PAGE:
Statement by Jean-Pierre Reymondet-Commoy the Head of the European Union Delegation in Sierra Leone on the Occasion of the Award of the Nobel Peace Prize to the European Union (10/12/2012)

First of all, I would like to welcome you to the EU Delegation and thank all of you for being here tonight to celebrate the award of the Nobel Peace Prize to the European Union. The origin and raison d'être of the EU as a peace process is too often overlooked. This award marks the remarkable achievements of the European project in uniting   nations, which over centuries had almost destroyed each other in dreadful conflicts, and in establishing a Union of democracies that would replace the apparent fatality of conflicts and war - with the logic of cooperation, integration and solidarity.

Peace, democracy and human rights proved to be much more powerful in uniting people than the use of force, threat or brutality. The European Union has now expanded to 27 countries, bringing together more than 500 million people around our common values. While Europe is going through a difficult economic crisis, the Union will be enlarged next year with Croatia. And more countries are waiting to join.

Sadly, it took much too long, too many wars, millions of deaths to realise the obvious: That diversity does not prevent unity, that traditional enemies can be turned into close partners, and that we always have much more interests and values in common than pretexts for divisions.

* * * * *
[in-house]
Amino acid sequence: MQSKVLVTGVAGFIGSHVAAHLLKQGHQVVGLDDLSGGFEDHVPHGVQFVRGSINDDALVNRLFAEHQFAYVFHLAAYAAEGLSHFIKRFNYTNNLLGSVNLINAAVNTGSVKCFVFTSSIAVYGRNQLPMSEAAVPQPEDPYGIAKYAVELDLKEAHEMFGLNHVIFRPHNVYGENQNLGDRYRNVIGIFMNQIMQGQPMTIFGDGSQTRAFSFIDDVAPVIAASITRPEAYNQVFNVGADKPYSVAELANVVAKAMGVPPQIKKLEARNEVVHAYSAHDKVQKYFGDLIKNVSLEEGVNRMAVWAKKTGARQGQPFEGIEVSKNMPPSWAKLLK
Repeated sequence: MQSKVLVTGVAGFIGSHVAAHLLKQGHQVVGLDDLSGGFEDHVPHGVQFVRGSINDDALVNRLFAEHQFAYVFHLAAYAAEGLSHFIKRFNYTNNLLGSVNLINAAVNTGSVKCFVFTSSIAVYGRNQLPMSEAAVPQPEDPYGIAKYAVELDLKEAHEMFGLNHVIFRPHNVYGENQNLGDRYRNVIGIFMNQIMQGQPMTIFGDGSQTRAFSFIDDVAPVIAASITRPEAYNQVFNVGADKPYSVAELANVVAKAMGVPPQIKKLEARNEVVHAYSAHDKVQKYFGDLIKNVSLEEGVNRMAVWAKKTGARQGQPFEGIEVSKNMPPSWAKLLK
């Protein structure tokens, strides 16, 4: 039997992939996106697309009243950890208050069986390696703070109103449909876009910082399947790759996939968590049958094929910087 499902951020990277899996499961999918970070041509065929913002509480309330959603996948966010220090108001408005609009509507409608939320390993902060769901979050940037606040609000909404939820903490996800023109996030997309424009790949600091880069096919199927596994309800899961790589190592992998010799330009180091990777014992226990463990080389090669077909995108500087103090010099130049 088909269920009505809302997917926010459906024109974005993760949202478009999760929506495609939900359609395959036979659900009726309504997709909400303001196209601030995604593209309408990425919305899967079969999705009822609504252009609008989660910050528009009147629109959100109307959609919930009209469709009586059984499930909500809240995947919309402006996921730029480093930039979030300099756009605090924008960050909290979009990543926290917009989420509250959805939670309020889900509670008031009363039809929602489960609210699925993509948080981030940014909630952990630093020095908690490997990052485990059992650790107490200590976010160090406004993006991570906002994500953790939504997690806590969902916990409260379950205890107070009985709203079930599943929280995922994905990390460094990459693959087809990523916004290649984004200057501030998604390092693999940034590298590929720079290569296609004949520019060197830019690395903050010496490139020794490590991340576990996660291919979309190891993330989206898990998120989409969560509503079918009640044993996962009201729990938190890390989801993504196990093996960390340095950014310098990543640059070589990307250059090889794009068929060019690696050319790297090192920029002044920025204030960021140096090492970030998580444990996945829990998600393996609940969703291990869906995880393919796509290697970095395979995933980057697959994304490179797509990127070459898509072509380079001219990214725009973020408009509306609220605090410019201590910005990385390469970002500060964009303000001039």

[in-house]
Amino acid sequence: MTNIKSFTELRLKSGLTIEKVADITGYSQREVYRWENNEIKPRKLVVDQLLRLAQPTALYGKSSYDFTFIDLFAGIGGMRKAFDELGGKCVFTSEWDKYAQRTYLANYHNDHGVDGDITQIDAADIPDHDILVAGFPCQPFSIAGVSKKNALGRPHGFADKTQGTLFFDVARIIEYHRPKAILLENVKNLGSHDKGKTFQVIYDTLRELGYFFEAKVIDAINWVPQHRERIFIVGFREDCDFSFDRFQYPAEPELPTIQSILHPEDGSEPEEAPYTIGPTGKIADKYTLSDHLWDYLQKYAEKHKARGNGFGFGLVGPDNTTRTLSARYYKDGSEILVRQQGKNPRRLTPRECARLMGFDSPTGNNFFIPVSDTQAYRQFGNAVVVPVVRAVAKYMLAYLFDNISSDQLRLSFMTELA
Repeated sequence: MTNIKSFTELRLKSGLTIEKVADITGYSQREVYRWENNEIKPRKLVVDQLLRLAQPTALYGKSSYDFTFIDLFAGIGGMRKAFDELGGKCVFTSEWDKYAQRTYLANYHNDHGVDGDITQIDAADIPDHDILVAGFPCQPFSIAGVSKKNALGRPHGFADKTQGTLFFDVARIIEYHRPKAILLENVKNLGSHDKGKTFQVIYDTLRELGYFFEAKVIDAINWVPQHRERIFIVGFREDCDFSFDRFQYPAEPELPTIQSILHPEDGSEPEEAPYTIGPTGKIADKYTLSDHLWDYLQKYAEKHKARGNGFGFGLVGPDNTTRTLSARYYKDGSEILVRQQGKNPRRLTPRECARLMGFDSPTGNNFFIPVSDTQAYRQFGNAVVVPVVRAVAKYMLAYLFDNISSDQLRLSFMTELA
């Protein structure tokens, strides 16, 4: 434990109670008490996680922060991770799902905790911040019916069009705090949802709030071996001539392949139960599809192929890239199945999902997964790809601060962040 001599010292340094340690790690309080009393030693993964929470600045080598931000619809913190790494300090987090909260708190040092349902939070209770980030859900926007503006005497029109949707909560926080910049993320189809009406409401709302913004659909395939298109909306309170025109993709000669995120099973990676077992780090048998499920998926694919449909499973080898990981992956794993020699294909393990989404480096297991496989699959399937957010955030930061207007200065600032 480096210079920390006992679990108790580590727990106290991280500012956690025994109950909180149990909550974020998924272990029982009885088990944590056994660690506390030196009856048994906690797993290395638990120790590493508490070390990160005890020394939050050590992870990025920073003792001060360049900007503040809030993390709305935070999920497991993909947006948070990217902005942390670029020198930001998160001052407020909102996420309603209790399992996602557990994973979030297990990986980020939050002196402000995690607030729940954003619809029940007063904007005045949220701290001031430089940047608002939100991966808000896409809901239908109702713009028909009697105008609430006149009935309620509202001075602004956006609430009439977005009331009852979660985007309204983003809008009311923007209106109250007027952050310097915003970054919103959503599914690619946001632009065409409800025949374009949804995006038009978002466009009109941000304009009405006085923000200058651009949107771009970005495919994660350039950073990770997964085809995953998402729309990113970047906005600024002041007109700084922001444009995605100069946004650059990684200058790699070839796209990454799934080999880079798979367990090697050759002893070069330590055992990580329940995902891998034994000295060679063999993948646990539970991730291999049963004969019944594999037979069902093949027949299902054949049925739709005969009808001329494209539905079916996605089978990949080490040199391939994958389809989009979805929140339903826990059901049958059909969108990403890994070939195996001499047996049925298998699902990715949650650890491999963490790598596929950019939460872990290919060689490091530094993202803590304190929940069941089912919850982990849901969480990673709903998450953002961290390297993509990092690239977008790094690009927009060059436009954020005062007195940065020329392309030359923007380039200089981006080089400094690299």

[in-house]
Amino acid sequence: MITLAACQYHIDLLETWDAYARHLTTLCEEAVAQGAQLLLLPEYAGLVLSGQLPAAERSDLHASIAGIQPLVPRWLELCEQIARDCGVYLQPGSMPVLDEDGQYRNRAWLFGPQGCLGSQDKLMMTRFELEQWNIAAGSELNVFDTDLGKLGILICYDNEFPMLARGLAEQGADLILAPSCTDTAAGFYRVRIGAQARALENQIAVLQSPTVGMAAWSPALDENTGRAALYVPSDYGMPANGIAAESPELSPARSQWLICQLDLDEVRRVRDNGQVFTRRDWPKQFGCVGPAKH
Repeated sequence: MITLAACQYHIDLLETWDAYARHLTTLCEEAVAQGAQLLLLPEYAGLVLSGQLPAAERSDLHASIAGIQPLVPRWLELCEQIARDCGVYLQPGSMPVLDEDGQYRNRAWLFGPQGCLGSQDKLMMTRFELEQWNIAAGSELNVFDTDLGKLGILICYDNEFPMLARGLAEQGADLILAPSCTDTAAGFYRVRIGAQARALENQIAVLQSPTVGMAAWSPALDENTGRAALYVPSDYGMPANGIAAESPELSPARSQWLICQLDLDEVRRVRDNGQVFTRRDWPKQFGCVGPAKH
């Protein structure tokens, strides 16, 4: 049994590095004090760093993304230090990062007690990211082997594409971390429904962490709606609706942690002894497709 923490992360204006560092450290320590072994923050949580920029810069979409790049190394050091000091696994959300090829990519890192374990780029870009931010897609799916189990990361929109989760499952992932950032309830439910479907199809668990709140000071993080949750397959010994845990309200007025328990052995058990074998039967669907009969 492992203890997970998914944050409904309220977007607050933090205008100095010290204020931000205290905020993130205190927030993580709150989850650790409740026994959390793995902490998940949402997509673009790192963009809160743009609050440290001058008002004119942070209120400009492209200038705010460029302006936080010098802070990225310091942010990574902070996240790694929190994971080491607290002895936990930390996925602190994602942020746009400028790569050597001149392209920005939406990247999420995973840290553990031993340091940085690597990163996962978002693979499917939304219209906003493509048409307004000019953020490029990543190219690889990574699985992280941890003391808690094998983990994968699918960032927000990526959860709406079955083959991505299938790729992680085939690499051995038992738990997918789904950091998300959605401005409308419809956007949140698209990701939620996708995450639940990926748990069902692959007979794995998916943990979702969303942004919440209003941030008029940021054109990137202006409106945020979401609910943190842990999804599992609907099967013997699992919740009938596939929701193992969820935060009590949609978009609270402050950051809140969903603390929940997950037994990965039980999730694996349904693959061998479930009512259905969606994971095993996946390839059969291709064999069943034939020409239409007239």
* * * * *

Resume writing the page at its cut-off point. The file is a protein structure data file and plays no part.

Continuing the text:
This Nobel Peace Prize acknowledges the foresight, intelligence and audacity of all those who changed the course of history by bringing together the nations emerging from the devastations of WWII and extending the area of peace and stability across the continent. It should be received by all from the EU with a sense of duty and obligation to redouble our efforts in defending and promoting the values on which Europe has been peacefully unified: human dignity, solidarity, equality, human rights, fundamental freedoms, democracy, and the rule of law.

It is also a welcome encouragement to step up EU's international engagements for this purpose. Indeed, the benefits of a strong European Union are felt far beyond European borders.

I feel particularly encouraged to say this here in Sierra Leone, a country that knows, better than any, the cost of war, the value of peace, and the journey towards peace and reconciliation. Sierra Leoneans know from experience that peace and stability can not be taken for granted. That constant efforts and commitments are required to build trust, dialogue, and a culture of compromise, to defend and promote human rights and an inclusive democracy, to bring confidence in institutions and to pursue grievances through the rule of law. Peace is an ever ongoing construction…
…And Sierra Leoneans are peace building champions. Whilst looking ahead to a more prosperous future, Sierra Leoneans can indeed take pride and confidence in the way they have been able, over the past 10 years, to rebuild harmony and a peaceful, tolerant and friendly society on the ashes of the violence and destructions of the civil war. Sierra Leone is now robustly defending peace and democracy in Africa.  The EU is also a committed partner of the Continent in this effort.